One Year Later

DECEMBER 2017  |  VOL. 31 NO. 11

What a difference a year makes! Or does it?

One year after the victory of Donald Trump, not much of his legislative agenda has been accomplished, as our cover story shows. Much remains up in the air. Nevertheless, 2017 turned out to be a better year than expected on the economic front for many regions and countries of the world.

Tax reform is still being debated in the US Senate and the version under consideration there is very different from the one already approved by the House. If a final bill is approved, it would represent a major achievement for the Trump administration, which has not accomplished many of the goals the candidate laid out during the campaign. On trade, for example, although the US pulled out of the TPP treaty as promised, it has been stymied in Nafta renegotiations. Going forward, key appointments to the Federal Reserve and the Supreme Court will certainly impact future US policies—the court for decades to come.

Geopolitical risks are clearly not missing. On the economic side the “normalization” of interest rates by the Fed (and eventually the ECB and the Bank of Japan) is still a step into a new territory—as was quantitative easing when it was announced. The economists of the Conference Board in New York are forecasting increased growth in the US in 2018 compared to this year, but not in other mature economies. While in all mature economies, growth should be relatively stable at around 2.2%, in emerging markets their forecast calls for a growth of 4% as in 2017. China should experience a small slowdown from 4.2% to 3.9% and India an improvement from 6.2% to 6.5%, and growth should improve in Latin America, Mideast and Africa.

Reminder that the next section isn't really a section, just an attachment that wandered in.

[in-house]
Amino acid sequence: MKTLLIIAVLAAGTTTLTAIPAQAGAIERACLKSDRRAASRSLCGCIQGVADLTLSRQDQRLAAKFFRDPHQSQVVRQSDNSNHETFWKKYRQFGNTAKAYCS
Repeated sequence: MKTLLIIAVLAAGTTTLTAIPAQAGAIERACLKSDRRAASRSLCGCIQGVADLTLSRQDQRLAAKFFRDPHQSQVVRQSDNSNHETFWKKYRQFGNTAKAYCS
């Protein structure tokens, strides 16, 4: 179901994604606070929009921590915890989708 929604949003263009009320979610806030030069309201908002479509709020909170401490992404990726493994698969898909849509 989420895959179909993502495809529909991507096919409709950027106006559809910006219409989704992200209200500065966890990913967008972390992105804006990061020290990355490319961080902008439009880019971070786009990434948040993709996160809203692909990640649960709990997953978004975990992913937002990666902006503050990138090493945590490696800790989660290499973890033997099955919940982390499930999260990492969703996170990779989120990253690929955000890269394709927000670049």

Nothwithstanding these uncertainties, the year that is coming to an end has surprised many for the economic growth registered in most countries, and for the low level of inflation. That’s a good surprise heading into 2018.

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Andrea Fiano | Editor